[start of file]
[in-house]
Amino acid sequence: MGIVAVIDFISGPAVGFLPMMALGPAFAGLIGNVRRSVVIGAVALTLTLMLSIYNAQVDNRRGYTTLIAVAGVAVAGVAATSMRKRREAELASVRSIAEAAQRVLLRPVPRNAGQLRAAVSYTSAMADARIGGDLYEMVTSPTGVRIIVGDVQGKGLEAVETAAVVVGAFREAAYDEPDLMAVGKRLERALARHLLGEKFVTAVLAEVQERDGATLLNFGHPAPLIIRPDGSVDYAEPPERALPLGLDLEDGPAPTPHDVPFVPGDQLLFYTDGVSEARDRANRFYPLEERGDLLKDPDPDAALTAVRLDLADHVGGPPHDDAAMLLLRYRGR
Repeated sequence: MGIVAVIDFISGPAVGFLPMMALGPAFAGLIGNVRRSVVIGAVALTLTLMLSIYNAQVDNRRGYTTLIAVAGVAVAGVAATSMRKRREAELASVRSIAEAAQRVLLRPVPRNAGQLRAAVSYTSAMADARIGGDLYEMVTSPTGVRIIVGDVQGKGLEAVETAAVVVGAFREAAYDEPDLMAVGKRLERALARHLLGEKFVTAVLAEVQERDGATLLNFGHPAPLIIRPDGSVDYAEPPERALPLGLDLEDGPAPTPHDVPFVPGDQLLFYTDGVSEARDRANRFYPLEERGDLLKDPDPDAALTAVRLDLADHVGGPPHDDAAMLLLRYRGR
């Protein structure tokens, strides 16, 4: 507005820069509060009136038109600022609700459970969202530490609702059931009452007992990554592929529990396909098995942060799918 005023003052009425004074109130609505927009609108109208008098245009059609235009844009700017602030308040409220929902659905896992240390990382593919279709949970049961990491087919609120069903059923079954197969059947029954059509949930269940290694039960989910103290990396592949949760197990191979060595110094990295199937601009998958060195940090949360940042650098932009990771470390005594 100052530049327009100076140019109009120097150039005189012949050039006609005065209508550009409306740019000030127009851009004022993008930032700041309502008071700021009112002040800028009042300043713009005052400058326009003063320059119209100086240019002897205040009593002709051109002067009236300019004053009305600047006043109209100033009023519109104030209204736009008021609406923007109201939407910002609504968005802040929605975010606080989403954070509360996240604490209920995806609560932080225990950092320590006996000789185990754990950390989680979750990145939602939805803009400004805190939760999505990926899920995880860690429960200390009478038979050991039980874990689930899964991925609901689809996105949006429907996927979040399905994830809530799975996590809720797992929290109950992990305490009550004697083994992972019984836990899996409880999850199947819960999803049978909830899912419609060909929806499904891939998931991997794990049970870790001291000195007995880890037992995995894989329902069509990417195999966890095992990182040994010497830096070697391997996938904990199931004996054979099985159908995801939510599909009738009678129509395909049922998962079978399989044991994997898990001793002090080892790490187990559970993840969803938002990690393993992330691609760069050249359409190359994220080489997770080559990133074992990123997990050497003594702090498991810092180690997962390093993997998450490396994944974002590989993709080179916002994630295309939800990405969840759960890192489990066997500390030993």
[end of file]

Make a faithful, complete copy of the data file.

[in-house]
Amino acid sequence: MGIVAVIDFISGPAVGFLPMMALGPAFAGLIGNVRRSVVIGAVALTLTLMLSIYNAQVDNRRGYTTLIAVAGVAVAGVAATSMRKRREAELASVRSIAEAAQRVLLRPVPRNAGQLRAAVSYTSAMADARIGGDLYEMVTSPTGVRIIVGDVQGKGLEAVETAAVVVGAFREAAYDEPDLMAVGKRLERALARHLLGEKFVTAVLAEVQERDGATLLNFGHPAPLIIRPDGSVDYAEPPERALPLGLDLEDGPAPTPHDVPFVPGDQLLFYTDGVSEARDRANRFYPLEERGDLLKDPDPDAALTAVRLDLADHVGGPPHDDAAMLLLRYRGR
Repeated sequence: MGIVAVIDFISGPAVGFLPMMALGPAFAGLIGNVRRSVVIGAVALTLTLMLSIYNAQVDNRRGYTTLIAVAGVAVAGVAATSMRKRREAELASVRSIAEAAQRVLLRPVPRNAGQLRAAVSYTSAMADARIGGDLYEMVTSPTGVRIIVGDVQGKGLEAVETAAVVVGAFREAAYDEPDLMAVGKRLERALARHLLGEKFVTAVLAEVQERDGATLLNFGHPAPLIIRPDGSVDYAEPPERALPLGLDLEDGPAPTPHDVPFVPGDQLLFYTDGVSEARDRANRFYPLEERGDLLKDPDPDAALTAVRLDLADHVGGPPHDDAAMLLLRYRGR
């Protein structure tokens, strides 16, 4: 507005820069509060009136038109600022609700459970969202530490609702059931009452007992990554592929529990396909098995942060799918 005023003052009425004074109130609505927009609108109208008098245009059609235009844009700017602030308040409220929902659905896992240390990382593919279709949970049961990491087919609120069903059923079954197969059947029954059509949930269940290694039960989910103290990396592949949760197990191979060595110094990295199937601009998958060195940090949360940042650098932009990771470390005594 100052530049327009100076140019109009120097150039005189012949050039006609005065209508550009409306740019000030127009851009004022993008930032700041309502008071700021009112002040800028009042300043713009005052400058326009003063320059119209100086240019002897205040009593002709051109002067009236300019004053009305600047006043109209100033009023519109104030209204736009008021609406923007109201939407910002609504968005802040929605975010606080989403954070509360996240604490209920995806609560932080225990950092320590006996000789185990754990950390989680979750990145939602939805803009400004805190939760999505990926899920995880860690429960200390009478038979050991039980874990689930899964991925609901689809996105949006429907996927979040399905994830809530799975996590809720797992929290109950992990305490009550004697083994992972019984836990899996409880999850199947819960999803049978909830899912419609060909929806499904891939998931991997794990049970870790001291000195007995880890037992995995894989329902069509990417195999966890095992990182040994010497830096070697391997996938904990199931004996054979099985159908995801939510599909009738009678129509395909049922998962079978399989044991994997898990001793002090080892790490187990559970993840969803938002990690393993992330691609760069050249359409190359994220080489997770080559990133074992990123997990050497003594702090498991810092180690997962390093993997998450490396994944974002590989993709080179916002994630295309939800990405969840759960890192489990066997500390030993």